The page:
Japan relief effort making headway but still faces major obstacles

Baptist Press
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Posted: Mar 28, 2011 6:00 PM
Japan relief effort making headway but still faces major obstacles
TOKYO (BP)--Progress is being made on developing partnerships and training church members for disaster response in Japan, but major obstacles stand in the way of the disaster relief effort, the executive director of Baptist Global Response said March 28.

"Tokyo Baptist Church is proving to be, as we anticipated, a great partner for responding," said Jeff Palmer, who leads the international relief and development organization. "They have people, connections and resources to help mount an effective response. We face, however, significant challenges in the area of basic logistics: purchasing fuel, acquiring relief supplies in bulk quantities, and things like that."

A four-member response team that arrived in Tokyo March 23 has had productive consultations with Japanese Baptist leaders and partner humanitarian groups and is setting up a command center for a unified Southern Baptist disaster relief initiative, Palmer said.

Two disaster relief specialists from the Southern Baptist Disaster Relief Network are working with Tokyo Baptist Church leaders to conduct training sessions on mass feeding, kitchen setup and distribution strategies, reported Pat Melancon, BGR's disaster management specialist. The team also received a briefing from an internationally recognized expert in radiation safety, in anticipation of heading into northeastern Japan, where an ongoing crisis at a nuclear power plant has complicated disaster relief efforts.

Apart from logistical problems like acquiring relief supplies in bulk quantities, the team also faces challenges of gaining access to the disaster zone, Melancon said. Government permits to access the area via main roads are hard to come by, and navigating back roads is complicated by fuel shortages.

Until access to the tsunami zone around the city of Sendai, where the nuclear crisis is most serious, is resolved, relief projects will focus on earthquake survivors outside the tsunami zone, Palmer said. "The area outside the tsunami zone that was devastated by the earthquake is large and the conditions there are very serious. We can do a lot to help people in desperate need because of the earthquake while we wait for the nuclear situation to be resolved."

The initial relief strategy devised by the assessment teams has three prongs, noted Ben Wolf, who with his wife Pam directs BGR work in the Asia Rim.

"One element of the strategy is the training in mass feeding being conducted by disaster relief specialists from Alabama and South Carolina," Wolf said. "A second element is distribution of water, food staples, blankets, warm clothing for the elderly and kitchen utensils in an area 45 miles north of Sendai. The third element will be a similar distribution in Sendai that also will involve assessment of the needs in that area."

The response teams in these efforts will be made up of personnel from Tokyo Baptist Church, the Japan Baptist Convention, the Southern Baptist Disaster Relief Network, Baptist Global Response and the International Mission Board, which partners with BGR in disaster relief situations, Wolf said.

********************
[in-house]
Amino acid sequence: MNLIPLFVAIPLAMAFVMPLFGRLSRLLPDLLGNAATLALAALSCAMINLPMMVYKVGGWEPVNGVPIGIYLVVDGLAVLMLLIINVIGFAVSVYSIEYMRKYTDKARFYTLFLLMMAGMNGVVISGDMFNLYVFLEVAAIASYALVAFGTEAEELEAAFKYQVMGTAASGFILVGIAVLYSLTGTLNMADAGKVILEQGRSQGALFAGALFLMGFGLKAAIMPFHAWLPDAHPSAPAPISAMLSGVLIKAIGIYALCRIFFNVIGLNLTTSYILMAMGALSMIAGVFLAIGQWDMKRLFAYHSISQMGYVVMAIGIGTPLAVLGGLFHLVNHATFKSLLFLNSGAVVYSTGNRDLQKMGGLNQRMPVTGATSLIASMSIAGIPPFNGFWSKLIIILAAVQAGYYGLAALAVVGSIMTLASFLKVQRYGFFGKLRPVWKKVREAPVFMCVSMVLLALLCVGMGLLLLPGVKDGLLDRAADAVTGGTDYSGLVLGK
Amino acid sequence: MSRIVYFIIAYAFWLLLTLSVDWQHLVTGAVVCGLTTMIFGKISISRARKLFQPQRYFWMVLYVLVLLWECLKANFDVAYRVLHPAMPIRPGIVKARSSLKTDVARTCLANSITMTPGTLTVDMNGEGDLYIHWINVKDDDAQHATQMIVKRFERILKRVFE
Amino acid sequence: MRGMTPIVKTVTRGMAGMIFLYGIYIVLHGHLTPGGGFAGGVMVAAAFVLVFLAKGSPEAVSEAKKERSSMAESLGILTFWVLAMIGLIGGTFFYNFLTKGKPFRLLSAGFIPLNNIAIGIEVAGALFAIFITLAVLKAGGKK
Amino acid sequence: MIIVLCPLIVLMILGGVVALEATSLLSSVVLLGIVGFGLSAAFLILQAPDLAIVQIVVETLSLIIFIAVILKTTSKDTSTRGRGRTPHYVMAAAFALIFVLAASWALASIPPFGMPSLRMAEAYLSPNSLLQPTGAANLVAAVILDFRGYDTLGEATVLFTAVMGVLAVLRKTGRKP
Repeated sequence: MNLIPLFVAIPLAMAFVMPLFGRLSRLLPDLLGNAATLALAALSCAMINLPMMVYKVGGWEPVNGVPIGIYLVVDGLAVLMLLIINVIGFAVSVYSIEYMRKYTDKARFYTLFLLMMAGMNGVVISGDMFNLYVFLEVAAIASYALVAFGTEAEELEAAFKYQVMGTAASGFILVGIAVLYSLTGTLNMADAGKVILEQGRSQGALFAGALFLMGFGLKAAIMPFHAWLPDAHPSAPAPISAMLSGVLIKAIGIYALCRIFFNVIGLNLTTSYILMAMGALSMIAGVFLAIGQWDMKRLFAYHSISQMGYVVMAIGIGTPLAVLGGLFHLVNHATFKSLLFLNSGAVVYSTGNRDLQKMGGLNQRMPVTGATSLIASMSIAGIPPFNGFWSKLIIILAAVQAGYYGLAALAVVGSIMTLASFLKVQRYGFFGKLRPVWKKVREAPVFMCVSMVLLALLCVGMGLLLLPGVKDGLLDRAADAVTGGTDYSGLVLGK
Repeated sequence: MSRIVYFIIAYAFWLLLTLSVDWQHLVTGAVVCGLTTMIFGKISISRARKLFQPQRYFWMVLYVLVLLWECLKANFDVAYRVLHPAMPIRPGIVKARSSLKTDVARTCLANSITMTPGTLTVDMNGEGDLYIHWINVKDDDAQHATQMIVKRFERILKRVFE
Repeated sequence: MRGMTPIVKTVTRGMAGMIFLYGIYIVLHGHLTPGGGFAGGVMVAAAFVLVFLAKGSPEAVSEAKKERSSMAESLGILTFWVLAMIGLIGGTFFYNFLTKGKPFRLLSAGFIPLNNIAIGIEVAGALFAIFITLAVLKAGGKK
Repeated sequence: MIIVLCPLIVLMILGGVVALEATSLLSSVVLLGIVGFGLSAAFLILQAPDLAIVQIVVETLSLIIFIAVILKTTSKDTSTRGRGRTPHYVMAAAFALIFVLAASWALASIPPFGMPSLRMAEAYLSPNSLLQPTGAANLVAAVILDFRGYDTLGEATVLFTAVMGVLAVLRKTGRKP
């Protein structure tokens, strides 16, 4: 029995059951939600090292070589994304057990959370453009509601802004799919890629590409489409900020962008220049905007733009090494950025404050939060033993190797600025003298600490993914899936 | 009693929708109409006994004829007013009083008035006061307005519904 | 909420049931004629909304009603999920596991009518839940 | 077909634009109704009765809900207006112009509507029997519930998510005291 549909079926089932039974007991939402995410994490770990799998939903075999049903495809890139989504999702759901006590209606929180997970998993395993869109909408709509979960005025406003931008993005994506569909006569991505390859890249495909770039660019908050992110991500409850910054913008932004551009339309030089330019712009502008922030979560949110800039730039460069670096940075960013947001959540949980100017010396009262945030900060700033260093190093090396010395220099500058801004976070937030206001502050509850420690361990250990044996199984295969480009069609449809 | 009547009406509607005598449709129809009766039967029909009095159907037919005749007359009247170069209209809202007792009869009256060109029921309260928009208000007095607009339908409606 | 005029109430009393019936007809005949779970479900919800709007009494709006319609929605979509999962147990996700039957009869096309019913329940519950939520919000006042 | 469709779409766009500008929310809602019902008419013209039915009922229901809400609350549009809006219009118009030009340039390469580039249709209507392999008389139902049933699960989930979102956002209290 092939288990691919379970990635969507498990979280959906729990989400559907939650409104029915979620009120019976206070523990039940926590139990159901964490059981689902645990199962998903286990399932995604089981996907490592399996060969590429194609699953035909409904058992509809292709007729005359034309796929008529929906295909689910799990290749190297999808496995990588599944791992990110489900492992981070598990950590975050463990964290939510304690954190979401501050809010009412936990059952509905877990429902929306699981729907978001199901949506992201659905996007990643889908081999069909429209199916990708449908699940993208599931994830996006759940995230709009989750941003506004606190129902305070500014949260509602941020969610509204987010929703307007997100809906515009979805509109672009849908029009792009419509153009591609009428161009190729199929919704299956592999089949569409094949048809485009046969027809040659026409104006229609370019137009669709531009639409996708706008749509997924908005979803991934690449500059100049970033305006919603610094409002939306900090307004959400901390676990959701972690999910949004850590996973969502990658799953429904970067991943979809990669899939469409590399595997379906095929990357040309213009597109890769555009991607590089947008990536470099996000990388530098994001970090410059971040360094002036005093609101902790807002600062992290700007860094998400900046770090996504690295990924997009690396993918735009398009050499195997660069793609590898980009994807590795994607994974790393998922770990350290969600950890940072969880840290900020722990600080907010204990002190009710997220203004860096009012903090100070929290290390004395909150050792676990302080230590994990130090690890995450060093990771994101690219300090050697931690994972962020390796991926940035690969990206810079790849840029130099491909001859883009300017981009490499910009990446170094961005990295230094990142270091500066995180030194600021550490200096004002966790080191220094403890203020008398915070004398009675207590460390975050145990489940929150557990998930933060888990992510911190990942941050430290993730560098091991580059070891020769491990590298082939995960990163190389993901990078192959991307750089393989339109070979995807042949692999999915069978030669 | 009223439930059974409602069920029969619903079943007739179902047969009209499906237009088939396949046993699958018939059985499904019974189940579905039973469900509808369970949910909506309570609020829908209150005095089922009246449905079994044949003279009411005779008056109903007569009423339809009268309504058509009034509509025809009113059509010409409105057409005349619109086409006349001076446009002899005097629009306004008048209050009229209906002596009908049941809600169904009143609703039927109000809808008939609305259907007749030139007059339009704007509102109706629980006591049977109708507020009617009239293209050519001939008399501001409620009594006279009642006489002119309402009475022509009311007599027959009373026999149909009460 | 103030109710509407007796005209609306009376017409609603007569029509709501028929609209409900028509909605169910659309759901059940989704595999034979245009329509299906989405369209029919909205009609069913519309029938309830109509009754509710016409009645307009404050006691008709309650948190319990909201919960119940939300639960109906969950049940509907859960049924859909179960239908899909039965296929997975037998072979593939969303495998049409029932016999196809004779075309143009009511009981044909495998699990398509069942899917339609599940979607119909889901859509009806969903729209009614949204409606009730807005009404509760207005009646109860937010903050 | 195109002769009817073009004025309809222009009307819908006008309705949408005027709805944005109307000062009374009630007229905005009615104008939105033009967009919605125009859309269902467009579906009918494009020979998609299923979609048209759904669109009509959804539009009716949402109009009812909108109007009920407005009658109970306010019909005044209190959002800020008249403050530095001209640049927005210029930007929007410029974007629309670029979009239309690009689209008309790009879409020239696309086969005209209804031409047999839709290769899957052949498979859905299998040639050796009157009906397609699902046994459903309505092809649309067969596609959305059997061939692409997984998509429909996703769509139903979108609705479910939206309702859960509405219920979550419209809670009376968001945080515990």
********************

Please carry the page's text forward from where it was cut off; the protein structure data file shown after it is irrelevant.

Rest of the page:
Because Japan Baptists can mobilize significant numbers of volunteers for the relief effort, the primary need for U.S. volunteers will be limited to people with Japanese/English translation abilities and Southern Baptist Disaster Relief Network volunteers with specialized disaster relief training, Wolf explained.

Baptist Global Response has allocated $100,000 from Southern Baptist relief and hunger funds for the initial phase of the response. To date, nearly $200,000 has been donated to the relief effort through IMB and BGR.

While the Japanese government has a well-developed plan for disaster recovery, Southern Baptists can make a tremendous contribution, Palmer said.

"The Japanese government has described this as the country's greatest crisis since World War II. Estimates are that it will take five years and $309 billion to rebuild," Palmer said. "But Japan's people have experienced an awful trauma, and their needs in this time of crisis go far beyond physical things like roads and buildings and even food.

"With the tremendous partners God has given us to work with, Southern Baptists have a unique opportunity to both demonstrate and proclaim the love of God in a place where people have little opportunity to experience God's love for themselves," Palmer said. "It has been inspiring to see how Southern Baptists have sensed God's leading to respond to a whole series of disasters this past year, from Haiti to Japan.

"We are delighted to be able to offer their partnership to Japanese Baptists as our brothers and sisters in that country reach out to their neighbors with the love of Christ."

Mark Kelly is senior writer and assistant editor for Baptist Press. The International Mission Board has established a relief fund for the Japan earthquake. Donations may be sent to: Office of Finance, International Mission Board, 3806 Monument Ave., Richmond, VA 23230. In the memo line write "Japan Response Fund." Or you can give online by going to www.imb.org and clicking on the "Japan response" button. For further information, call the IMB toll-free at 1-800-999-3113. Baptist Global Response is on the Web at www.gobgr.org.

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